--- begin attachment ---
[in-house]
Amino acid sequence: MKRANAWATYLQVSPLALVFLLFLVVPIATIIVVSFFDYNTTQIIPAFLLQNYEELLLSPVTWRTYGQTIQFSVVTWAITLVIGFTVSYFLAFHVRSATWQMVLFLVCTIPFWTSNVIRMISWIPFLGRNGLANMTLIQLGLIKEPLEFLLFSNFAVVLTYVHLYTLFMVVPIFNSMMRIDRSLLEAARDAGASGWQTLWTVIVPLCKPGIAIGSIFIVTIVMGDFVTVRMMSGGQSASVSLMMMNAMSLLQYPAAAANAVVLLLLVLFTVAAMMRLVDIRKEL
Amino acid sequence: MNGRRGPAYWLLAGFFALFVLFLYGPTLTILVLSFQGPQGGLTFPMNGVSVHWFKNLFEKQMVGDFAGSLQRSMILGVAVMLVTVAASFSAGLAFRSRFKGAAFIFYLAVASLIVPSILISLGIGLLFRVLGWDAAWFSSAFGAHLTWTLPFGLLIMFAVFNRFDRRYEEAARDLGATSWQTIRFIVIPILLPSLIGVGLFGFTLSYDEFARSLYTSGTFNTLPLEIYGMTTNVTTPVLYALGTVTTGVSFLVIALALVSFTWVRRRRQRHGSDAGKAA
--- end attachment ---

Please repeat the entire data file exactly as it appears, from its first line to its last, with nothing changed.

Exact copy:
[in-house]
Amino acid sequence: MKRANAWATYLQVSPLALVFLLFLVVPIATIIVVSFFDYNTTQIIPAFLLQNYEELLLSPVTWRTYGQTIQFSVVTWAITLVIGFTVSYFLAFHVRSATWQMVLFLVCTIPFWTSNVIRMISWIPFLGRNGLANMTLIQLGLIKEPLEFLLFSNFAVVLTYVHLYTLFMVVPIFNSMMRIDRSLLEAARDAGASGWQTLWTVIVPLCKPGIAIGSIFIVTIVMGDFVTVRMMSGGQSASVSLMMMNAMSLLQYPAAAANAVVLLLLVLFTVAAMMRLVDIRKEL
Amino acid sequence: MNGRRGPAYWLLAGFFALFVLFLYGPTLTILVLSFQGPQGGLTFPMNGVSVHWFKNLFEKQMVGDFAGSLQRSMILGVAVMLVTVAASFSAGLAFRSRFKGAAFIFYLAVASLIVPSILISLGIGLLFRVLGWDAAWFSSAFGAHLTWTLPFGLLIMFAVFNRFDRRYEEAARDLGATSWQTIRFIVIPILLPSLIGVGLFGFTLSYDEFARSLYTSGTFNTLPLEIYGMTTNVTTPVLYALGTVTTGVSFLVIALALVSFTWVRRRRQRHGSDAGKAA